DECC has confirmed the arrangements for the smart meter rollout after signing contracts and licenses to run the programme, following the announcement of preferred bidders last month.
The license for the Data and Communication Company (DCC) – in charge of linking the 53 million smart meters with energy suppliers, network operators and energy service companies – went to Capita.
The 12-year licence is estimated to be worth £175 million for the company.
CGI, Telefonica UK and Arqiva have all signed contracts with Capita to run different parts of the programme.
The system to control the transfer of data to and from the smart meters will be developed and operated by CGI, which signed an eight-year contract with Capita valued at roughly £75 million.
Telefonica UK was awarded a £1.5 billion contract to provide the communications infrastructure for the central and southern regions over the next 15 years. Arqiva will provide the infrastructure for Britain’s northern region after signing a deal worth £625 million.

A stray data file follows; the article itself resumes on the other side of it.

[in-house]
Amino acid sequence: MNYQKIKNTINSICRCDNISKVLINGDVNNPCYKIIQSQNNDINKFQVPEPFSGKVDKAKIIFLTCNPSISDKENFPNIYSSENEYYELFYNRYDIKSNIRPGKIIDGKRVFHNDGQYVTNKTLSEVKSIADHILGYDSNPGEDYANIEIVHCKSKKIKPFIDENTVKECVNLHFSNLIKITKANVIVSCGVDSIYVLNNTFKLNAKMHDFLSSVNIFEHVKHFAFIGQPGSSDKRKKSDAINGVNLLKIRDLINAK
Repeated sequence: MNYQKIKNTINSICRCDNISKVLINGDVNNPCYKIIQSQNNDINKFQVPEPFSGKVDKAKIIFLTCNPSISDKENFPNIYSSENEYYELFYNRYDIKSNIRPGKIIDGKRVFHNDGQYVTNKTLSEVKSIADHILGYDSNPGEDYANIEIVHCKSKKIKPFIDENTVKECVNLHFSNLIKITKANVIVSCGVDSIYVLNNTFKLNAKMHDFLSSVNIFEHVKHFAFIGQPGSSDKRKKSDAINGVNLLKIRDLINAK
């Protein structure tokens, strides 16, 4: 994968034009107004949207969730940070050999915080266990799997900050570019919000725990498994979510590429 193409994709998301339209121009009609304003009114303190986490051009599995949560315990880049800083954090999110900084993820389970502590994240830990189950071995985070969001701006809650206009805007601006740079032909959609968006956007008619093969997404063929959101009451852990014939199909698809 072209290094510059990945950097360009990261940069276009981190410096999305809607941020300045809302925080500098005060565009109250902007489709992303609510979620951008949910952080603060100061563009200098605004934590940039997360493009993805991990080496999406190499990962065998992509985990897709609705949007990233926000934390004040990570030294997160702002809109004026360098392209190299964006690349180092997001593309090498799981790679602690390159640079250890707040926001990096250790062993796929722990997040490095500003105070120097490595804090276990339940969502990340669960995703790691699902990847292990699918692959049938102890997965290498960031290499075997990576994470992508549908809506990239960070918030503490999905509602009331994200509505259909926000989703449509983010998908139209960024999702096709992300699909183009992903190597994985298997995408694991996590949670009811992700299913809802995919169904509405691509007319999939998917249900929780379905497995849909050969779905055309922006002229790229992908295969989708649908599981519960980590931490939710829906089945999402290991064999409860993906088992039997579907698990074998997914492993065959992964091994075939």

Matthew Key, Chief Executive of Telefónica Digital said: “[Smart meters] will become the foundation of a revolution in energy consumption and management, helping consumers and businesses to more efficiently manage their energy usage with significant economic and environmental benefits.”
John Cresswell, CEO of Arqiva said: “Arqiva is immensely proud to have won the tender to provide the smart metering communications service in Scotland and northern England.
“Smart meters are vital in empowering consumers to save energy and this is the first step in delivering an energy secure Britain.”
A four-year contract worth approximately £10 million was also signed between Gemserv Limited and the Smart Energy Code Company to develop and maintain the Smart Energy Code.
Earlier this month British Gas announced it had signed a £600 million deal to buy the smart meters themselves.